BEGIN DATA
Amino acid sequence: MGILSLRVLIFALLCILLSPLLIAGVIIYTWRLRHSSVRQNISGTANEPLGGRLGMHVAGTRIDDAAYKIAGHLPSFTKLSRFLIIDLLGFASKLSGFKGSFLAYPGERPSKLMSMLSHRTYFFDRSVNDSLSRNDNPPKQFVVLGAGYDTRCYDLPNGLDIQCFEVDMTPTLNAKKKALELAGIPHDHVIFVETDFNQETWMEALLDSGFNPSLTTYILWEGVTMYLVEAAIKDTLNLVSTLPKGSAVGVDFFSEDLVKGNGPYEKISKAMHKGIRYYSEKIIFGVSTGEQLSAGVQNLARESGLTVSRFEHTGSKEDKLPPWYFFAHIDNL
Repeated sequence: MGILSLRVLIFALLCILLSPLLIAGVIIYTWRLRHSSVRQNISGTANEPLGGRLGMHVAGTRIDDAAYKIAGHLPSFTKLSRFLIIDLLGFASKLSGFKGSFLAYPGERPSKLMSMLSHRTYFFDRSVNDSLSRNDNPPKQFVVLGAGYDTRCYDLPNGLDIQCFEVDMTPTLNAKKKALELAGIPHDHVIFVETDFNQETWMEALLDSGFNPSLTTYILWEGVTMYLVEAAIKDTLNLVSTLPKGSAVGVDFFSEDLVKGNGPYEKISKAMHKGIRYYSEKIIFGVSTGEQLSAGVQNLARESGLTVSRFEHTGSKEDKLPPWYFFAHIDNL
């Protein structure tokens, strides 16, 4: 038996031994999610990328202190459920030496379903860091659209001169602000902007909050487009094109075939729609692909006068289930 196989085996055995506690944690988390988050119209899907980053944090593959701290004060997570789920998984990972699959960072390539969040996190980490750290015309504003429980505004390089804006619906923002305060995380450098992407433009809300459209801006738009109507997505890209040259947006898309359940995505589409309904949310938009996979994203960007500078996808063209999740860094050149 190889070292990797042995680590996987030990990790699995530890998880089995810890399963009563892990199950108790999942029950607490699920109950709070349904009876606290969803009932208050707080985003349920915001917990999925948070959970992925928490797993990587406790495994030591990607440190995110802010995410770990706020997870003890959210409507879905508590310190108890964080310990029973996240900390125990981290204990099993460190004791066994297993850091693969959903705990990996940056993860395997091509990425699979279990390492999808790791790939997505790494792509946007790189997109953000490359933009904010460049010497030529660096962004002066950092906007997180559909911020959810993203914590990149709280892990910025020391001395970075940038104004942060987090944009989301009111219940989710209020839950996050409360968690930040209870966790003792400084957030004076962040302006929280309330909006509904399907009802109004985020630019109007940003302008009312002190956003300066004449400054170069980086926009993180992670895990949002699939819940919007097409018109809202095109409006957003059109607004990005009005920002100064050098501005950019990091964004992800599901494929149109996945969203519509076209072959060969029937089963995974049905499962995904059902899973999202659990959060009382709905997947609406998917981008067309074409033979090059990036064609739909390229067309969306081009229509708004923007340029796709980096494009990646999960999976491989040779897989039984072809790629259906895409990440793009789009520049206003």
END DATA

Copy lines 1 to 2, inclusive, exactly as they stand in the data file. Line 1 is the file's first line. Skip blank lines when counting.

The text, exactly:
Amino acid sequence: MGILSLRVLIFALLCILLSPLLIAGVIIYTWRLRHSSVRQNISGTANEPLGGRLGMHVAGTRIDDAAYKIAGHLPSFTKLSRFLIIDLLGFASKLSGFKGSFLAYPGERPSKLMSMLSHRTYFFDRSVNDSLSRNDNPPKQFVVLGAGYDTRCYDLPNGLDIQCFEVDMTPTLNAKKKALELAGIPHDHVIFVETDFNQETWMEALLDSGFNPSLTTYILWEGVTMYLVEAAIKDTLNLVSTLPKGSAVGVDFFSEDLVKGNGPYEKISKAMHKGIRYYSEKIIFGVSTGEQLSAGVQNLARESGLTVSRFEHTGSKEDKLPPWYFFAHIDNL
Repeated sequence: MGILSLRVLIFALLCILLSPLLIAGVIIYTWRLRHSSVRQNISGTANEPLGGRLGMHVAGTRIDDAAYKIAGHLPSFTKLSRFLIIDLLGFASKLSGFKGSFLAYPGERPSKLMSMLSHRTYFFDRSVNDSLSRNDNPPKQFVVLGAGYDTRCYDLPNGLDIQCFEVDMTPTLNAKKKALELAGIPHDHVIFVETDFNQETWMEALLDSGFNPSLTTYILWEGVTMYLVEAAIKDTLNLVSTLPKGSAVGVDFFSEDLVKGNGPYEKISKAMHKGIRYYSEKIIFGVSTGEQLSAGVQNLARESGLTVSRFEHTGSKEDKLPPWYFFAHIDNL